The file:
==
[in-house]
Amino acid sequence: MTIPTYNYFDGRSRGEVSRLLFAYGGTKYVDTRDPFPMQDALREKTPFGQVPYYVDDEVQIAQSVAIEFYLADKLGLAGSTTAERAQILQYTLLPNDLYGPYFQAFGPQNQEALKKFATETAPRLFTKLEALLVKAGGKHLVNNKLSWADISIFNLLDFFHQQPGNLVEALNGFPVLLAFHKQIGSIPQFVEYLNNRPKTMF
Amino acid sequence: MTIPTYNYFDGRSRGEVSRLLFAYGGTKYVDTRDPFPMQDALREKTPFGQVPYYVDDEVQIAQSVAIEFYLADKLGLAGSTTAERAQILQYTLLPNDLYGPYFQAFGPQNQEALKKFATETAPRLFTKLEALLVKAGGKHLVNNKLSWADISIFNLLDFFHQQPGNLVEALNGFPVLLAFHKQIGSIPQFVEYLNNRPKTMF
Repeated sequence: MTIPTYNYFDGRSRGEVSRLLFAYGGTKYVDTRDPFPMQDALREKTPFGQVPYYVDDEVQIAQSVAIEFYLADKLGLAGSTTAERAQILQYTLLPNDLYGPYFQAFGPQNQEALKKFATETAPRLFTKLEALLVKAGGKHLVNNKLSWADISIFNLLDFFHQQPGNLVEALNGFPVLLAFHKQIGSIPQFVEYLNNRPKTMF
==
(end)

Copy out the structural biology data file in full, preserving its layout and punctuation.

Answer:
[in-house]
Amino acid sequence: MTIPTYNYFDGRSRGEVSRLLFAYGGTKYVDTRDPFPMQDALREKTPFGQVPYYVDDEVQIAQSVAIEFYLADKLGLAGSTTAERAQILQYTLLPNDLYGPYFQAFGPQNQEALKKFATETAPRLFTKLEALLVKAGGKHLVNNKLSWADISIFNLLDFFHQQPGNLVEALNGFPVLLAFHKQIGSIPQFVEYLNNRPKTMF
Amino acid sequence: MTIPTYNYFDGRSRGEVSRLLFAYGGTKYVDTRDPFPMQDALREKTPFGQVPYYVDDEVQIAQSVAIEFYLADKLGLAGSTTAERAQILQYTLLPNDLYGPYFQAFGPQNQEALKKFATETAPRLFTKLEALLVKAGGKHLVNNKLSWADISIFNLLDFFHQQPGNLVEALNGFPVLLAFHKQIGSIPQFVEYLNNRPKTMF
Repeated sequence: MTIPTYNYFDGRSRGEVSRLLFAYGGTKYVDTRDPFPMQDALREKTPFGQVPYYVDDEVQIAQSVAIEFYLADKLGLAGSTTAERAQILQYTLLPNDLYGPYFQAFGPQNQEALKKFATETAPRLFTKLEALLVKAGGKHLVNNKLSWADISIFNLLDFFHQQPGNLVEALNGFPVLLAFHKQIGSIPQFVEYLNNRPKTMF